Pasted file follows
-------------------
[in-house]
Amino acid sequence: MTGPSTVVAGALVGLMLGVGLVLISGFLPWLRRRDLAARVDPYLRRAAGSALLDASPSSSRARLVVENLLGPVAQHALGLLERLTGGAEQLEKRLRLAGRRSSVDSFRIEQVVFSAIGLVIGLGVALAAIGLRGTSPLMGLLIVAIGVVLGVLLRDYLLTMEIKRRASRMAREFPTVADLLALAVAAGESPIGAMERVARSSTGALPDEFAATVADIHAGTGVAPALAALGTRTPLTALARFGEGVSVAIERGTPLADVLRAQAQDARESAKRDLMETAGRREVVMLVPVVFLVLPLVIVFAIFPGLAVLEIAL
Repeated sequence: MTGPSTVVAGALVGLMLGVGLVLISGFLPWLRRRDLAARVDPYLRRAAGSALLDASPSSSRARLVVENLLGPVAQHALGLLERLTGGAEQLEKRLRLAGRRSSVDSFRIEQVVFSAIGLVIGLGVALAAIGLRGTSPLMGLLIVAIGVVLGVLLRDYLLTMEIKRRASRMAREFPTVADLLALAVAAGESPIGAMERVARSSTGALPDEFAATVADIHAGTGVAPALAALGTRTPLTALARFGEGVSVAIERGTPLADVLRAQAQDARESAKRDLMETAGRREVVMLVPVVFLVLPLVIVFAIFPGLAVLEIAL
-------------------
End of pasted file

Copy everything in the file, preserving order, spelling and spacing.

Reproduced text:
[in-house]
Amino acid sequence: MTGPSTVVAGALVGLMLGVGLVLISGFLPWLRRRDLAARVDPYLRRAAGSALLDASPSSSRARLVVENLLGPVAQHALGLLERLTGGAEQLEKRLRLAGRRSSVDSFRIEQVVFSAIGLVIGLGVALAAIGLRGTSPLMGLLIVAIGVVLGVLLRDYLLTMEIKRRASRMAREFPTVADLLALAVAAGESPIGAMERVARSSTGALPDEFAATVADIHAGTGVAPALAALGTRTPLTALARFGEGVSVAIERGTPLADVLRAQAQDARESAKRDLMETAGRREVVMLVPVVFLVLPLVIVFAIFPGLAVLEIAL
Repeated sequence: MTGPSTVVAGALVGLMLGVGLVLISGFLPWLRRRDLAARVDPYLRRAAGSALLDASPSSSRARLVVENLLGPVAQHALGLLERLTGGAEQLEKRLRLAGRRSSVDSFRIEQVVFSAIGLVIGLGVALAAIGLRGTSPLMGLLIVAIGVVLGVLLRDYLLTMEIKRRASRMAREFPTVADLLALAVAAGESPIGAMERVARSSTGALPDEFAATVADIHAGTGVAPALAALGTRTPLTALARFGEGVSVAIERGTPLADVLRAQAQDARESAKRDLMETAGRREVVMLVPVVFLVLPLVIVFAIFPGLAVLEIAL